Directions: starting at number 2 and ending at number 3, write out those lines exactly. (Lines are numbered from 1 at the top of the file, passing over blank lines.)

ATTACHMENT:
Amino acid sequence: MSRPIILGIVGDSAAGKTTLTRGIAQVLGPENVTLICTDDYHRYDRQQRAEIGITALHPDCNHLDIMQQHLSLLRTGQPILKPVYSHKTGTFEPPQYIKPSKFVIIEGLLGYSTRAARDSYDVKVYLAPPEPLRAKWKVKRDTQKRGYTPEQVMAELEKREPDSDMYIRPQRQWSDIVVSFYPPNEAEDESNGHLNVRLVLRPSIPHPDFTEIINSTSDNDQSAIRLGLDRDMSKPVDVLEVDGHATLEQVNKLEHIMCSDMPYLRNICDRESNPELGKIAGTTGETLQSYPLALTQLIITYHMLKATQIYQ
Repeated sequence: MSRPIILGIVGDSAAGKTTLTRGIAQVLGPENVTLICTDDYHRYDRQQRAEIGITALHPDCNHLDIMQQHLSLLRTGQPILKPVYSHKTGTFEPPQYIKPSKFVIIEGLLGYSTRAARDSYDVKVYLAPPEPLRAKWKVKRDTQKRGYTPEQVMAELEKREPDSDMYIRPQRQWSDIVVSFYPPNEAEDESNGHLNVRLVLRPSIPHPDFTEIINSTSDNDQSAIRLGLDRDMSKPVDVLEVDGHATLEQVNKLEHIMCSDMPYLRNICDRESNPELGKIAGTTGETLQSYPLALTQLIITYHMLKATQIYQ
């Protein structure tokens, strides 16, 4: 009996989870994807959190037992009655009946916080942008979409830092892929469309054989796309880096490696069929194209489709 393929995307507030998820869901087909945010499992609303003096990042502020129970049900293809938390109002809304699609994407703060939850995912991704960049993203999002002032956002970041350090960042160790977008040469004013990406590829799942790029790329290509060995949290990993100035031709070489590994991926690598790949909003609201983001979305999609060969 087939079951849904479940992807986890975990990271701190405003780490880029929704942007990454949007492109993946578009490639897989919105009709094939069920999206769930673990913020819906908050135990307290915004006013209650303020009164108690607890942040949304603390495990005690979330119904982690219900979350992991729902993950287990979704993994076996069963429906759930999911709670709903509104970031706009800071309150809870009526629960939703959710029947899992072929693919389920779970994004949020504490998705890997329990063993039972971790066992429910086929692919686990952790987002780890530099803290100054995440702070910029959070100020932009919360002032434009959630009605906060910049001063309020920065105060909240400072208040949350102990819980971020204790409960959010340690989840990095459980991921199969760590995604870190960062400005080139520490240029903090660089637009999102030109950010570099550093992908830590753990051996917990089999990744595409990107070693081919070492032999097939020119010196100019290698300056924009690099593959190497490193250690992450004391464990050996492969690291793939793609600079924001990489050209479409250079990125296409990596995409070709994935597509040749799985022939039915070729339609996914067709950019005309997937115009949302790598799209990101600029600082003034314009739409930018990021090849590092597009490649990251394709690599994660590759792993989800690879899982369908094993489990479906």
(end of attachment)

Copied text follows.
Repeated sequence: MSRPIILGIVGDSAAGKTTLTRGIAQVLGPENVTLICTDDYHRYDRQQRAEIGITALHPDCNHLDIMQQHLSLLRTGQPILKPVYSHKTGTFEPPQYIKPSKFVIIEGLLGYSTRAARDSYDVKVYLAPPEPLRAKWKVKRDTQKRGYTPEQVMAELEKREPDSDMYIRPQRQWSDIVVSFYPPNEAEDESNGHLNVRLVLRPSIPHPDFTEIINSTSDNDQSAIRLGLDRDMSKPVDVLEVDGHATLEQVNKLEHIMCSDMPYLRNICDRESNPELGKIAGTTGETLQSYPLALTQLIITYHMLKATQIYQ
């Protein structure tokens, strides 16, 4: 009996989870994807959190037992009655009946916080942008979409830092892929469309054989796309880096490696069929194209489709 393929995307507030998820869901087909945010499992609303003096990042502020129970049900293809938390109002809304699609994407703060939850995912991704960049993203999002002032956002970041350090960042160790977008040469004013990406590829799942790029790329290509060995949290990993100035031709070489590994991926690598790949909003609201983001979305999609060969 087939079951849904479940992807986890975990990271701190405003780490880029929704942007990454949007492109993946578009490639897989919105009709094939069920999206769930673990913020819906908050135990307290915004006013209650303020009164108690607890942040949304603390495990005690979330119904982690219900979350992991729902993950287990979704993994076996069963429906759930999911709670709903509104970031706009800071309150809870009526629960939703959710029947899992072929693919389920779970994004949020504490998705890997329990063993039972971790066992429910086929692919686990952790987002780890530099803290100054995440702070910029959070100020932009919360002032434009959630009605906060910049001063309020920065105060909240400072208040949350102990819980971020204790409960959010340690989840990095459980991921199969760590995604870190960062400005080139520490240029903090660089637009999102030109950010570099550093992908830590753990051996917990089999990744595409990107070693081919070492032999097939020119010196100019290698300056924009690099593959190497490193250690992450004391464990050996492969690291793939793609600079924001990489050209479409250079990125296409990596995409070709994935597509040749799985022939039915070729339609996914067709950019005309997937115009949302790598799209990101600029600082003034314009739409930018990021090849590092597009490649990251394709690599994660590759792993989800690879899982369908094993489990479906």